In his final show, Conan O’Brien joked about new possible uses for his “Tonight Show” studio – including “Hair and chest oil storage for the cast of ‘Jersey Shore.’” Stephen Colbert is doing him one better: auctioning off part of his set for good causes – and for laughs.
The faux hard-hearted host -- and recent Grammy winner -- sold his interview table last week, raising more than $14,000 for the Red Cross’ Haiti earthquake relief effort. The latest item, his C-shaped desk ("C" for "Colbert"), notched a final bid of $14,800 late Monday night. The money will go to the Medical University of South Carolina’s Dr. James W. Colbert Endowed Chair, named for the host’s late father.
This comes on top of Colbert’s support of the Olympic speed skating team, where he rallied fans to give more than $300,000 after the main sponsor dropped out, and his embrace of veterans' causes following a week of "Colbert Report" taping in Iraq last June.
You almost wouldn't notice the good deeds for all the comic juice Colbert has squeezed out of the auction and Olympic campaign, portraying the efforts as an ego trip for a character obsessed with getting things named after him (the auction bit is called “Own a Piece of Histor-me”).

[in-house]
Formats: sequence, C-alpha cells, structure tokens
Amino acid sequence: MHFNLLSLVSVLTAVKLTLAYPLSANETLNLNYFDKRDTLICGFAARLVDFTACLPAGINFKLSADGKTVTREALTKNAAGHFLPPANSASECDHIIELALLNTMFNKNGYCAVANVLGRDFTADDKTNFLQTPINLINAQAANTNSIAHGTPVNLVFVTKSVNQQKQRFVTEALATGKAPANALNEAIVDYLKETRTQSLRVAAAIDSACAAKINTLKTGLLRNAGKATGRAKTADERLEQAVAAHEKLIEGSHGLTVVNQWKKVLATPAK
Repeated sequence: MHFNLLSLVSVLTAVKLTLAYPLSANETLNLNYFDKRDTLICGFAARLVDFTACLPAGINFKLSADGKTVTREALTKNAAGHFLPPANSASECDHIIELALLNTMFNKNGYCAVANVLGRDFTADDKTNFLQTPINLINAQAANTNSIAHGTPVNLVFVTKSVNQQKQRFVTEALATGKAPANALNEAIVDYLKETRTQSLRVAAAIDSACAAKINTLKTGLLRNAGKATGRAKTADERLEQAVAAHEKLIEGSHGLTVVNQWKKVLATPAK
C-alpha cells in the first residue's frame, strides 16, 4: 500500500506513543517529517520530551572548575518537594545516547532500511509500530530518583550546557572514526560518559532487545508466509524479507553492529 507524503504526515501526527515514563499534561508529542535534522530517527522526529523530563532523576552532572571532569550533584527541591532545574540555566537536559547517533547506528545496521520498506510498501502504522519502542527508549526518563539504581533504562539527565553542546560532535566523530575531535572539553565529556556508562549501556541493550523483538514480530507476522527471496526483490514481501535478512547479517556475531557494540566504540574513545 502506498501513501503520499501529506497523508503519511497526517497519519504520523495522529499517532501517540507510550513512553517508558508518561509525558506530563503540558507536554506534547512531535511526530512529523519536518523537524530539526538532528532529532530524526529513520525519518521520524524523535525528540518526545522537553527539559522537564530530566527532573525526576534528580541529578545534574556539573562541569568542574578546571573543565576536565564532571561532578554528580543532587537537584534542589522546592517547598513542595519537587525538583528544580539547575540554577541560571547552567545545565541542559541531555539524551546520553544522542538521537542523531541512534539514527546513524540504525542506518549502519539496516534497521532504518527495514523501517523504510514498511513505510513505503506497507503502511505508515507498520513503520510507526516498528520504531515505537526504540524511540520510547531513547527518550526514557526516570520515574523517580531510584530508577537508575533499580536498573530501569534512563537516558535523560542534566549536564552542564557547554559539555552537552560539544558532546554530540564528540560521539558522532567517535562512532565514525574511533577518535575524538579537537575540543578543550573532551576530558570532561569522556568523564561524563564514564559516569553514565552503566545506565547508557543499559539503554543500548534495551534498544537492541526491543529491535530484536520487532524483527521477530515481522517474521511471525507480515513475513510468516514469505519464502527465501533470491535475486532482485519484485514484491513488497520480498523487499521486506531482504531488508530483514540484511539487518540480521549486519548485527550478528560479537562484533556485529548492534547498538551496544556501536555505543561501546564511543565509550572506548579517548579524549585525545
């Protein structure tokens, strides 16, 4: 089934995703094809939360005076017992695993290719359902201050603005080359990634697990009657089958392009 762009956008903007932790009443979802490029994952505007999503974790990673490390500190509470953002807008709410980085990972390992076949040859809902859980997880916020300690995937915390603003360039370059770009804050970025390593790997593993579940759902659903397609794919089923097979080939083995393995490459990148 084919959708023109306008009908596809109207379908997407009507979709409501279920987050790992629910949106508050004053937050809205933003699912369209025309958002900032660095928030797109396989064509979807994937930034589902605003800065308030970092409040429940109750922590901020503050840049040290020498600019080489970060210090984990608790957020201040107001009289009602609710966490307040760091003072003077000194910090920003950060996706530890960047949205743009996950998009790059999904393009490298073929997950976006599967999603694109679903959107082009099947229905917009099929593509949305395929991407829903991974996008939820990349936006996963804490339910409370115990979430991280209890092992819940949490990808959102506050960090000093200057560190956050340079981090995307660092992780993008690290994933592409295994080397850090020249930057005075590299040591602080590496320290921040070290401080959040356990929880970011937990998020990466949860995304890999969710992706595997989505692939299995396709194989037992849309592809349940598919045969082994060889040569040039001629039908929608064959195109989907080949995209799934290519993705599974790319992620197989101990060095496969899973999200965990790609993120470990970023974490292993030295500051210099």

Colbert has gotten laughs signing Olympic skater Katherine Reutter’s thigh, and racing skater Shani Davis, who apparently didn’t get the comic’s blowhard act at first, and called him a “jerk” for insulting Canadians.
Comedy and giving back share a history. Bob Hope entertained U.S. troops through several wars, often making himself the butt of the joke. The Comic Relief shows in the U.S. raised money for the homeless. Jerry Lewis, of course, set the beneficence standard with his annual MDA Telethon.
Music stars, though, are generally the prime draw for emergency fundraisers, such as last month’s successful Hope for Haiti Now show.
For Colbert, charity isn’t necessarily a special event – between his website and show, he’s made modest fundraising a regular part of his act.
This week, a portrait of Colbert goes up for bid, for the benefit of the Yellow Ribbon Fund, which assists injured service members and their family. The painting features an imperious-looking Colbert clutching his Emmy, in an endless picture-within-a-picture depiction that hangs on his set.
The painting and its planned sale are good as evidence as any that there’s more than one side to Stephen Colbert.
Hester is founding director of the award-winning, multi-media NYCity News Service at the City University of New York Graduate School of Journalism. He is the former City Editor of the New York Daily News, where he started as a reporter in 1992. Follow him on Twitter.